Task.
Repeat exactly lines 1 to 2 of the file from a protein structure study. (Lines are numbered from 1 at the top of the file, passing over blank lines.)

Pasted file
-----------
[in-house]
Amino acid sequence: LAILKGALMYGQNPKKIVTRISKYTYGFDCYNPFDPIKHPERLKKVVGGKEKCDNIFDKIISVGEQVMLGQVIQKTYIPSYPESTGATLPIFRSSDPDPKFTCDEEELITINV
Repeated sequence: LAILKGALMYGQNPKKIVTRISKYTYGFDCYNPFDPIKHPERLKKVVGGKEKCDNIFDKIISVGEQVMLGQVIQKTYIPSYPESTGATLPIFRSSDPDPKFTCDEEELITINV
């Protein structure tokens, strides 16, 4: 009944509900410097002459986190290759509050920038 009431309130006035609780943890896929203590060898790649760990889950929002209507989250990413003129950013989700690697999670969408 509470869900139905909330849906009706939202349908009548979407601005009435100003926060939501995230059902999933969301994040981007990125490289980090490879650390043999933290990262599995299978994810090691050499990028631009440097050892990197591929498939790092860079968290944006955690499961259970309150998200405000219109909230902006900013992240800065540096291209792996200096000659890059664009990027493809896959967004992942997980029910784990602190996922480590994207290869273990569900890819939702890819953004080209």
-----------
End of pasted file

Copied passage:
[in-house]
Amino acid sequence: LAILKGALMYGQNPKKIVTRISKYTYGFDCYNPFDPIKHPERLKKVVGGKEKCDNIFDKIISVGEQVMLGQVIQKTYIPSYPESTGATLPIFRSSDPDPKFTCDEEELITINV